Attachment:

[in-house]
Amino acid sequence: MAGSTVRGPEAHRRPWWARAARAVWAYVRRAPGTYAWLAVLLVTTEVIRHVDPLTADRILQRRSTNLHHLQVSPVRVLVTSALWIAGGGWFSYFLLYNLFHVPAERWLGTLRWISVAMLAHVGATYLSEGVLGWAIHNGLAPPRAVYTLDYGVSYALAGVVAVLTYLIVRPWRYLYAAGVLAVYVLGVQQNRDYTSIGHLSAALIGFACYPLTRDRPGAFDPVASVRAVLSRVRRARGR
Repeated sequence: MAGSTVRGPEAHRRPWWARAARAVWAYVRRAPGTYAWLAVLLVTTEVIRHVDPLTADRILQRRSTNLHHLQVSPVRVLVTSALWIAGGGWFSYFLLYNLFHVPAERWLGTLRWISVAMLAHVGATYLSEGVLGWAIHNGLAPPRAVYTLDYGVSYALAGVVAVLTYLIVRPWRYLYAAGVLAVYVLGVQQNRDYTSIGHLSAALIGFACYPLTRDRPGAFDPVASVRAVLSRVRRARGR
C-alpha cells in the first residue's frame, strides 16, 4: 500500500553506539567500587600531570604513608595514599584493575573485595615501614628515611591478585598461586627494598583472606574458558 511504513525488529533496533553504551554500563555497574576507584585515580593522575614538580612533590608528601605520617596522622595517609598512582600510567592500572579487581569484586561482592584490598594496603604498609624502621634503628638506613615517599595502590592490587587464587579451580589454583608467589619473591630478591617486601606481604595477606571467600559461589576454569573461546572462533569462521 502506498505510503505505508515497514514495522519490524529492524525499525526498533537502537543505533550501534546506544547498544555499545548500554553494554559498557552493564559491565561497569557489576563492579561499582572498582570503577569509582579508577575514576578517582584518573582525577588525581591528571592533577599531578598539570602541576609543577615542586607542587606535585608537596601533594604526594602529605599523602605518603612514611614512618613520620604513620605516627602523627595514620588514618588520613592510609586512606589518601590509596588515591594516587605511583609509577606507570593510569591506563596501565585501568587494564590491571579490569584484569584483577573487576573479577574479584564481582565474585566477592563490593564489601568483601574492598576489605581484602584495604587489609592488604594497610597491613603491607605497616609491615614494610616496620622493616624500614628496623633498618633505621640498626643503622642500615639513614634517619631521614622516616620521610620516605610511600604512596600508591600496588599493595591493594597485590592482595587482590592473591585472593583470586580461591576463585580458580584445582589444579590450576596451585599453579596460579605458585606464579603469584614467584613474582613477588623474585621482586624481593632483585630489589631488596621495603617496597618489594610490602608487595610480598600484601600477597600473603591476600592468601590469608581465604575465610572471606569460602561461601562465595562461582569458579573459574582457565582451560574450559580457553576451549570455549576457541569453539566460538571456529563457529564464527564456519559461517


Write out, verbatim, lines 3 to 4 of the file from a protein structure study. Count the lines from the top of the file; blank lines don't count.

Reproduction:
Repeated sequence: MAGSTVRGPEAHRRPWWARAARAVWAYVRRAPGTYAWLAVLLVTTEVIRHVDPLTADRILQRRSTNLHHLQVSPVRVLVTSALWIAGGGWFSYFLLYNLFHVPAERWLGTLRWISVAMLAHVGATYLSEGVLGWAIHNGLAPPRAVYTLDYGVSYALAGVVAVLTYLIVRPWRYLYAAGVLAVYVLGVQQNRDYTSIGHLSAALIGFACYPLTRDRPGAFDPVASVRAVLSRVRRARGR
C-alpha cells in the first residue's frame, strides 16, 4: 500500500553506539567500587600531570604513608595514599584493575573485595615501614628515611591478585598461586627494598583472606574458558 511504513525488529533496533553504551554500563555497574576507584585515580593522575614538580612533590608528601605520617596522622595517609598512582600510567592500572579487581569484586561482592584490598594496603604498609624502621634503628638506613615517599595502590592490587587464587579451580589454583608467589619473591630478591617486601606481604595477606571467600559461589576454569573461546572462533569462521 502506498505510503505505508515497514514495522519490524529492524525499525526498533537502537543505533550501534546506544547498544555499545548500554553494554559498557552493564559491565561497569557489576563492579561499582572498582570503577569509582579508577575514576578517582584518573582525577588525581591528571592533577599531578598539570602541576609543577615542586607542587606535585608537596601533594604526594602529605599523602605518603612514611614512618613520620604513620605516627602523627595514620588514618588520613592510609586512606589518601590509596588515591594516587605511583609509577606507570593510569591506563596501565585501568587494564590491571579490569584484569584483577573487576573479577574479584564481582565474585566477592563490593564489601568483601574492598576489605581484602584495604587489609592488604594497610597491613603491607605497616609491615614494610616496620622493616624500614628496623633498618633505621640498626643503622642500615639513614634517619631521614622516616620521610620516605610511600604512596600508591600496588599493595591493594597485590592482595587482590592473591585472593583470586580461591576463585580458580584445582589444579590450576596451585599453579596460579605458585606464579603469584614467584613474582613477588623474585621482586624481593632483585630489589631488596621495603617496597618489594610490602608487595610480598600484601600477597600473603591476600592468601590469608581465604575465610572471606569460602561461601562465595562461582569458579573459574582457565582451560574450559580457553576451549570455549576457541569453539566460538571456529563457529564464527564456519559461517